Monthly Archives: May 2016

Early Bits and Pieces-Third grade in the hospital

I spent most of the next year in Hot Springs , South Dakota in the hospital.  At that time, Sister Kenny’s program of hot baths , swimming, massaging and daily exercises was all that they knew.  They had not yet determined just when the infectious stage was over, besides there was no possible care at home.  Nowadays, many experts would think my life was blighted because of the separation, for I was not allowed to even see my Mother for almost four months.  Dad owned a Hardware Store that was open six days a week and was open until 9:00 on Saturday nights. He could not often get away and since he didn’t drive he had to catch a ride the 220 miles up to see me. But he did write often, I have many of his letters still.  In the meantime, my brother John was born and he was fine.  I was so glad about that, even though I couldn’t see him, I felt joy that our family had increased and everyone was okay.  What fun it would be to have a baby brother!  They named him John Loren Osborn.

At the hospital I was caught up in the friendships and feuds of our smaller world there in the Children’s Ward.  My second grade class mates from home sent packages and letters from time to time, and there were some very caring nurses, life was okay. Though I did want to go home as soon as they would let me ,my psyche suffered no permanent damage that I noticed….

In the late spring of that year, I was released.  I had a wheel chair and some very small crutches, that I could use more or less adeptly.  Also they had put primitive half leg braces on me, later they would realize they were inadequate for my degree of disability, but at the time, I was equipped thus.  I liked the wheel chair much better than struggling with crutches, but I’d been used to wide halls at the Hospital and getting around as I chose.  Going home was to be very different.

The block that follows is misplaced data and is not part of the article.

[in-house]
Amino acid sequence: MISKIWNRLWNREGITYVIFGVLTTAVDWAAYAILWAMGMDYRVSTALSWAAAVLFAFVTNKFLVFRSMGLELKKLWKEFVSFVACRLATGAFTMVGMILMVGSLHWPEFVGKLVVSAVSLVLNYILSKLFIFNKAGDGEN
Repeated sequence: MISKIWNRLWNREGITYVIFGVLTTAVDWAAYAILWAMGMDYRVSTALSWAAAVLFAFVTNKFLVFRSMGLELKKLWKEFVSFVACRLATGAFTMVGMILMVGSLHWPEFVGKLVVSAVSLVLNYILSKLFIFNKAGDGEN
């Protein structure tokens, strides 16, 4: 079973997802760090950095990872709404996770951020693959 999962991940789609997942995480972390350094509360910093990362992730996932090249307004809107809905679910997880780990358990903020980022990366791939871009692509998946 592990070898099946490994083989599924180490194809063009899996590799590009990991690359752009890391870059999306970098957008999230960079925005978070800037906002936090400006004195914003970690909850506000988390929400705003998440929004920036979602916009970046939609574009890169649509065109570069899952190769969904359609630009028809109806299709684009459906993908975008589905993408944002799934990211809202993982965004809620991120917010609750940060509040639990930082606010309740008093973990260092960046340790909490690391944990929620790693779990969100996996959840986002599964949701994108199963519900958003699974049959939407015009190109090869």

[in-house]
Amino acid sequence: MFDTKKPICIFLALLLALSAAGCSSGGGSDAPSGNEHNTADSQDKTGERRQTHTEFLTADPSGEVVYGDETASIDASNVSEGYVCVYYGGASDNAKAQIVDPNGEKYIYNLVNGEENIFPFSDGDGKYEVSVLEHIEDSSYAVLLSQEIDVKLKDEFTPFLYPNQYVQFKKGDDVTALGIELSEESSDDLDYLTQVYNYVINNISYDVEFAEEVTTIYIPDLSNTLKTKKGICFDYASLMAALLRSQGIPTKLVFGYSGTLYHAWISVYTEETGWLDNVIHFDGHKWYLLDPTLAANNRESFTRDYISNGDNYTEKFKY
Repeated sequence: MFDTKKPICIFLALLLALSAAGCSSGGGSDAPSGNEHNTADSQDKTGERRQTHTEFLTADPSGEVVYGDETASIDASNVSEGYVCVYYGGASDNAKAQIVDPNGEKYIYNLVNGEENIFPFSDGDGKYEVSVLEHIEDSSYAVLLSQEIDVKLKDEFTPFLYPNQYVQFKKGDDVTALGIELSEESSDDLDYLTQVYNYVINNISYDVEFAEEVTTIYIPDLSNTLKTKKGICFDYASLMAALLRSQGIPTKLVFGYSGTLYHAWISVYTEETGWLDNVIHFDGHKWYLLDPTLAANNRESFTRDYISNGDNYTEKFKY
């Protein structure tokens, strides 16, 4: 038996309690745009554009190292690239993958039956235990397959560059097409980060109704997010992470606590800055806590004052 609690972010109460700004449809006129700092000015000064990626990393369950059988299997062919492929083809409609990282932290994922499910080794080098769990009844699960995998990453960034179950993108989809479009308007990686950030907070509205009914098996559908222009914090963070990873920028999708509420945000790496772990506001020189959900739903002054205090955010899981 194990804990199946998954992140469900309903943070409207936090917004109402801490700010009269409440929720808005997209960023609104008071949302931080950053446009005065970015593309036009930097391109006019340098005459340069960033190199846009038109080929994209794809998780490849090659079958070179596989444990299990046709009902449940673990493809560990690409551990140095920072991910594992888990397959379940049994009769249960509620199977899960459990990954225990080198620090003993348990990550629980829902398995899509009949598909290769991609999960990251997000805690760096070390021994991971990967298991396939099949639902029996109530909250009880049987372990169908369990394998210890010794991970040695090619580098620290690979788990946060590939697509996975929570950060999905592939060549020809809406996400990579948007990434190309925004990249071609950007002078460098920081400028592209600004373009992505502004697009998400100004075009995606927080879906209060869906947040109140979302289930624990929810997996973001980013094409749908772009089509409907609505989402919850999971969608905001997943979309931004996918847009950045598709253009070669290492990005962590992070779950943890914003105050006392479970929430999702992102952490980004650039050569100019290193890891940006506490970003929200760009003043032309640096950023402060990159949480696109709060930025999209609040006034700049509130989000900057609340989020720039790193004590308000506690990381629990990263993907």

The first day I got out of the car, Mom brought the wheel chair for me to get into.  We were parked on the hillside where our house was.  My Mom offered to help me get in, but very smugly I assured her that I could do it myself.  I got into the chair fine, but  when I had to push it up the hill and turn into the sidewalk that led to the front door, the chair tipped and I fell out.  Mom rushed over to help, but Dad wouldn’t let her.  “She said she could do it herself Dorothy, let her, or let her not be so quick to refuse help in the future.”  It was a wise word, and I learned from it how things would be in my life from then on.

I have found out now as a Chrisitian, that God deals with me  in that way also.  I can have His help at anytime, but if I am too proud to ask, or if I refuse the offer of His solution (as it is written in His word), then I am on my own.  He’s there, ready to guide or help, but I must humble myself to ask  and then I must heed His directions.  If I am quick to refuse His help, He will not insist!  I can go where the path is easy and straight with His support, or I can struggle along on my own, but His offer to help is always there.  Well, it didn’t take long in a small crowded house to see that crutches would be much more useful than a wheel chair, so I set about mastering them.  When we sat down to eat and Dad and I leaned our crutches against the wall, it was amusing to see the big  and little crutches side by side.  I’m sure that having a crippled father helped me adjust more easily to the situations.

Hot July